Utawarerumono: Mask of Truth is a Japanese RPG game set in the now well-established Utawarerumono universe, created originally by the Japanese developer Leaf and now with Aquaplus. It follows on from the previous game – Mask of Deception – and picks up the action pretty quickly from where it left off. I hadn’t actually played the first game prior to picking this title up, so it would be interesting to see how the game came across to a complete newcomer to the series.
Playing through the game is just like playing through an anime. The artwork is clean and stunning, with some brilliantly designed areas and a wide variety of characters to speak with. Even when it moves away from cutscenes, the artwork remains gorgeous. Everything looks just so perfect, even in 3D, which is often a real struggle for TV shows to get right. There are a number of cut scenes in the game, especially at the start when it goes through a catch up on the events of the previous game, and each cut scene was actually pretty interesting to watch. Instead of having it be a distraction that had far too much effort put into it, it feels like it slots in perfectly with the way the game plays, and as they interchange between actual play and cutscene, it is relatively seamless.
One thing that I didn’t expect from Utawarerumono was the battle system. I was expecting it to stick to the age old JRPG methods – turn based battles a la Pokémon – but the tactical aspect was very strong. Similar to XCom, Final Fantasy Tactics or Chroma Squad, you’re able to take a finite amount of actions before you’re forced to let the opponent move. I always think of this as the best way to do combat. It’s very similar to chess, you have to think a couple of moves ahead to ensure your opponent doesn’t wrestle the upper hand from you, and it’s easily my favourite feature in this game. It’s exceptionally well executed, and with a few nifty added features into the battles, it manages to stay fresh in every single encounter.
If, like me, you decided against playing the Mask of Deception before picking up the Mask of Truth, you might want to reconsider. The game does have a bit of a prologue which helps to set the scene, but it is nowhere near enough to fill you in on what you’ve missed out on. I went through a lot of the game not really knowing what was going on, or failing to understand the gravitas of certain situations. Things were going on in the background and I was either not really paying enough attention to it or didn’t really care about what was going on. Admittedly, people that buy this game probably will have played the previous game first, so they won’t come into this issue, but it does mean new players to the series will be left on their own to try to figure out what is going on. Or, alternatively, they could spend the extra £30 or £40 to buy and play through the prequel. This kind of business practice really irks me, as it forces players to fork out twice as much to see a finish to their story. Episodic games get away with it because at the end of their series you will have paid around the same amount as you would for a full game. This, however, isn’t an episodic game, it is a two-part game, similar to a movie. You almost have to buy the first to enjoy the second, and you need the second to finish the story. It’s clever on the developer’s part because they will be able to gouge money out, but it’s just so rubbish.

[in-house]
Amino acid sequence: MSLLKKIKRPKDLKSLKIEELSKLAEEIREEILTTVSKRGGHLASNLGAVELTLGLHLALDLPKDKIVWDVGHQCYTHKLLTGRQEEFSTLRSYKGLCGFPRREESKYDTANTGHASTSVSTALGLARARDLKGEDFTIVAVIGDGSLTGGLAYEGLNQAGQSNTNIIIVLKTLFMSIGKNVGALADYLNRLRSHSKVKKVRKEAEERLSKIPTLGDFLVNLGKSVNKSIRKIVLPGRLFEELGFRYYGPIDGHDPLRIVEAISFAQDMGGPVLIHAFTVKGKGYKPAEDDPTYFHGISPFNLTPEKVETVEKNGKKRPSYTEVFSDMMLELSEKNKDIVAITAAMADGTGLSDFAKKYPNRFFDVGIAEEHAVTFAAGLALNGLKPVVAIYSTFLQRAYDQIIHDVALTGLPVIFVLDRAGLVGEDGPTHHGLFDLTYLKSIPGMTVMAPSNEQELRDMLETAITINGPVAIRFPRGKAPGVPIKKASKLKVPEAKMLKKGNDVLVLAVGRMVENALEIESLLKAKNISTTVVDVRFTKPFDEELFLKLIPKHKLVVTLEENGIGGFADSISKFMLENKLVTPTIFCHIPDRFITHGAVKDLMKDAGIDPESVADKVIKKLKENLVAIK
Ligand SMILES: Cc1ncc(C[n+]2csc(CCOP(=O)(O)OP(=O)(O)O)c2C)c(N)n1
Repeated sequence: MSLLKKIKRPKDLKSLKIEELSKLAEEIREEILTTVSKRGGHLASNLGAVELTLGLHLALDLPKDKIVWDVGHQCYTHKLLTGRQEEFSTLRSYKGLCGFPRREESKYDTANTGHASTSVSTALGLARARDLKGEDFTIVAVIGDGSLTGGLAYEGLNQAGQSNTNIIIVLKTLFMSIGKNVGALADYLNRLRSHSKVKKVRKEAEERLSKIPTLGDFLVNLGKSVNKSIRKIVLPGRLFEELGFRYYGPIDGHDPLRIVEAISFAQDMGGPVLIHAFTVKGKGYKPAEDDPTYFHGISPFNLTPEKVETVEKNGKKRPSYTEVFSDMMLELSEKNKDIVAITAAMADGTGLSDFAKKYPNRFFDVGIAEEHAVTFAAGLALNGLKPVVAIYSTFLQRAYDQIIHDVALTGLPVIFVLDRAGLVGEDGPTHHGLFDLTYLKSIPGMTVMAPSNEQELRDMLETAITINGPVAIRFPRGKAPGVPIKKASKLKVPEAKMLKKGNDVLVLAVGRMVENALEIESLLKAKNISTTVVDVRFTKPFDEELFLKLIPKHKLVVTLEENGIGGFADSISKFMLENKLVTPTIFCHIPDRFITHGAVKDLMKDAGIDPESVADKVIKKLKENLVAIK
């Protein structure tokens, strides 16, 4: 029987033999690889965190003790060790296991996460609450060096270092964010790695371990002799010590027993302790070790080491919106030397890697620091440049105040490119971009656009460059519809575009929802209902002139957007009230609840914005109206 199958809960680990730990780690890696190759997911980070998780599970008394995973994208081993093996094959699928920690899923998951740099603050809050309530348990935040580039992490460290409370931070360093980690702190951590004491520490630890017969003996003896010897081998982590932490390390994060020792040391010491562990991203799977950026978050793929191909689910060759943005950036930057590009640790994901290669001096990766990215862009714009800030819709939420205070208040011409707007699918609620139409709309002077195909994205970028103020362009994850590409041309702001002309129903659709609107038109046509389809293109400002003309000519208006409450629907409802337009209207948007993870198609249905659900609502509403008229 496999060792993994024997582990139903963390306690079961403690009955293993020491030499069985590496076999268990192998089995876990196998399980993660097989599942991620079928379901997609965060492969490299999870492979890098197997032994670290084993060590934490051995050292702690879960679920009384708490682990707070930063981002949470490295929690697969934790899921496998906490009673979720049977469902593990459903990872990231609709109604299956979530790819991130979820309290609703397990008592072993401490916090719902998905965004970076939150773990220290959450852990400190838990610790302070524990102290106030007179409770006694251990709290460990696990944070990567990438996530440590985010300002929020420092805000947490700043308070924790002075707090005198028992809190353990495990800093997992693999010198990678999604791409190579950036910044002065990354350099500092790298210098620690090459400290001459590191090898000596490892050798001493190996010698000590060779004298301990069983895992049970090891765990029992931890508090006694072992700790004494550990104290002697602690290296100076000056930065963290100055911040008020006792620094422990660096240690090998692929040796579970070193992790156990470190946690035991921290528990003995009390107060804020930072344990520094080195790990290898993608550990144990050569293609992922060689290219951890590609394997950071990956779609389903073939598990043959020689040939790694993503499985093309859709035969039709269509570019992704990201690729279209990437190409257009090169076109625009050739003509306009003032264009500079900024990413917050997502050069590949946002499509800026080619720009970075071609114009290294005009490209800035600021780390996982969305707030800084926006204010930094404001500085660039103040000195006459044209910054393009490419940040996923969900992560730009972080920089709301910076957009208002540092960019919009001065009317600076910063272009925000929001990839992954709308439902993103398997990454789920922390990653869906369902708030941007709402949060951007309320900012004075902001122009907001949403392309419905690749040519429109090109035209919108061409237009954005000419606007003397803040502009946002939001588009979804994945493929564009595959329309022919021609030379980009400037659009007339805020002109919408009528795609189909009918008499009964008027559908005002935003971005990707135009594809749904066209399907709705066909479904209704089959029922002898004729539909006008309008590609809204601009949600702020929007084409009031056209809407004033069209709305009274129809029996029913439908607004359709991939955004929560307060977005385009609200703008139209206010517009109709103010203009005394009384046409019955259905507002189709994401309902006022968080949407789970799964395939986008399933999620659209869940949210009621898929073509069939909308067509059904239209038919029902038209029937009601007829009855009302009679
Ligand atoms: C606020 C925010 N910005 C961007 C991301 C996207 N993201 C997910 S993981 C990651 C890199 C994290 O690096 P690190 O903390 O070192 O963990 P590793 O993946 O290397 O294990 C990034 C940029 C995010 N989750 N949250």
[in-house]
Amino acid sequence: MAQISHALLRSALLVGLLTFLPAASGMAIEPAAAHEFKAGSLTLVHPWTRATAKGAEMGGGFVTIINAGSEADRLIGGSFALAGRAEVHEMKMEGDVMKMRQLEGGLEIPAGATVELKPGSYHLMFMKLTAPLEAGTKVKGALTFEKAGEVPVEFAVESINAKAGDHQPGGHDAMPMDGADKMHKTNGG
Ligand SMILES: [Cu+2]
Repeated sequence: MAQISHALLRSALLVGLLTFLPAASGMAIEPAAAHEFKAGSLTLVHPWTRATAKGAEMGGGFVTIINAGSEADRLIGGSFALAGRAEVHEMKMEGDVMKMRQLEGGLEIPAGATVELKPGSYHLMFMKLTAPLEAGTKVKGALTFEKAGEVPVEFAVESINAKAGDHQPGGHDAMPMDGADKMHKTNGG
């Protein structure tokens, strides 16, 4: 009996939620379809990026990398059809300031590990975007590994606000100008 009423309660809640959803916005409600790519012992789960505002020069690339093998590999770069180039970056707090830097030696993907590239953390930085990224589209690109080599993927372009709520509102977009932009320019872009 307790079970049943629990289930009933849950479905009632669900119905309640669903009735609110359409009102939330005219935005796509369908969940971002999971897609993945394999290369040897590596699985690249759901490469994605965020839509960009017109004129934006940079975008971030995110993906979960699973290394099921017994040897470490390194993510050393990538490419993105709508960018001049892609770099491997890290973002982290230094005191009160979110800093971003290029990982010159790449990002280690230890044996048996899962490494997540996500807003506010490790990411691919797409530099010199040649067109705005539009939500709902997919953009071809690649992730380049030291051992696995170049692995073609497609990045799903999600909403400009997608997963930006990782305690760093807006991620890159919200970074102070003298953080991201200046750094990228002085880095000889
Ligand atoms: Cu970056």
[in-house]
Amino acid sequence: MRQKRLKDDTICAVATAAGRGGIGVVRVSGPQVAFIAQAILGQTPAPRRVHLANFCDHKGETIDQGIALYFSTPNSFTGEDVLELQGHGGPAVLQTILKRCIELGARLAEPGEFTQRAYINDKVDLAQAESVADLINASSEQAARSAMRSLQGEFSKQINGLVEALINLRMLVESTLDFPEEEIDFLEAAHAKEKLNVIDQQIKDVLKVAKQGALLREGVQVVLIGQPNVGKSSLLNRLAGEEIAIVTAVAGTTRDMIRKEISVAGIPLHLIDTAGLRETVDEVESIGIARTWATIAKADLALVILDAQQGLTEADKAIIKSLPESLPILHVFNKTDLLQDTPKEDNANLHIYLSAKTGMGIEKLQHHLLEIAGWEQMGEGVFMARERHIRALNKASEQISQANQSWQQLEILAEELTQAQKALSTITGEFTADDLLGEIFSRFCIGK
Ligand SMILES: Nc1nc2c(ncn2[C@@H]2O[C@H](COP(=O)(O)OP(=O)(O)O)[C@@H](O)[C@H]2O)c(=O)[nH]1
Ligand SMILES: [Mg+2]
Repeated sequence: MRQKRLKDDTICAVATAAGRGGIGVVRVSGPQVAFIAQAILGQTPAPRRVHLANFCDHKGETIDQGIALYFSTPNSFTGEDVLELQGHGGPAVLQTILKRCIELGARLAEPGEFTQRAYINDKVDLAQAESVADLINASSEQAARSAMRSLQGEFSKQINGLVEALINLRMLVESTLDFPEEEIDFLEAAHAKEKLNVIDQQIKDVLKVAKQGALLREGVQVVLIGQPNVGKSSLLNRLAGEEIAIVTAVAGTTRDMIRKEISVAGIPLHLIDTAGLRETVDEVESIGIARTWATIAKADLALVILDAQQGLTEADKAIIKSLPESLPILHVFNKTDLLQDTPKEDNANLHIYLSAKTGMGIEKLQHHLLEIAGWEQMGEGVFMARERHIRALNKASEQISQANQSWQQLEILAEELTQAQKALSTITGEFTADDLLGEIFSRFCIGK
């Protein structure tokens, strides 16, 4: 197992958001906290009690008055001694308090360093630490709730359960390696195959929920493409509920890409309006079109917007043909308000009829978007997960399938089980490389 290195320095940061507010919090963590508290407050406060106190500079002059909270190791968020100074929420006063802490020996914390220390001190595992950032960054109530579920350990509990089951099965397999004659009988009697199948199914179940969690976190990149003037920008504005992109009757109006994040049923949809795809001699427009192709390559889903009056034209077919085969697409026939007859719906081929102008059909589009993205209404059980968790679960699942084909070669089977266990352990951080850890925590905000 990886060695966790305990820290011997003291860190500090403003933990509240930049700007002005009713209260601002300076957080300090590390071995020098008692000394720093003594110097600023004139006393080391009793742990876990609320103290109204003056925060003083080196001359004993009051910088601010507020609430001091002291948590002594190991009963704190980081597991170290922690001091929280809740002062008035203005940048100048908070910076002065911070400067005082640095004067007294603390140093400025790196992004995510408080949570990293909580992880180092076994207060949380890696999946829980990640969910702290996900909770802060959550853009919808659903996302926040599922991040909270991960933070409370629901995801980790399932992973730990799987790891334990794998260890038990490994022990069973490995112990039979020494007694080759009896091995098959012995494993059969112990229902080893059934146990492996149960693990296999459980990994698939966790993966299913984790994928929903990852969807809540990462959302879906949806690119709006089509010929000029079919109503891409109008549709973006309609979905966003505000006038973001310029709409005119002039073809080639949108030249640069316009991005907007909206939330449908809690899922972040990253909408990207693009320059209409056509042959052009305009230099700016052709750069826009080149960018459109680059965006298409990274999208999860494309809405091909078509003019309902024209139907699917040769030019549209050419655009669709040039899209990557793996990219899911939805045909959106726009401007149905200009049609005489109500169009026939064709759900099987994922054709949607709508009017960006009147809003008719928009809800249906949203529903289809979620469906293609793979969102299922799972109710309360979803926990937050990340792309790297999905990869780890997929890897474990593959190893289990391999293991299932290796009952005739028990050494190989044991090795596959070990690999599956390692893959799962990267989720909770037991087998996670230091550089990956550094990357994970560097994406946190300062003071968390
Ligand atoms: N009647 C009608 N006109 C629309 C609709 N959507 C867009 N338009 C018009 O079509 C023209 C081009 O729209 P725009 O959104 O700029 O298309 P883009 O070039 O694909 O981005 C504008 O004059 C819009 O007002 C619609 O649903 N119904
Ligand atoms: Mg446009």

Personally, the trope of anime women always wearing clothes that make their tits explode out is a bit creepy. I know the developers wanted to try to hit as many anime tropes as they could, but I just felt really weird as I played through the game. However, as the majority of people reading this review and considering buying the game will likely be able to see the humour in all the tropes that I inevitably missed, it’s not so much of a negative.
The Final Word
I’ll keep my final word on Utawarerumono: Mask of Truth short. It’s a decent game for the visual novel genre and offers an exceptionally long game, but it definitely is only worth it if you’ve got the first one. Without the first one you’ll be stuck in a confusing world that you won’t fully appreciate. Having said that, if you have played the first game, and you’re a fan of anime games – this is definitely worth picking up.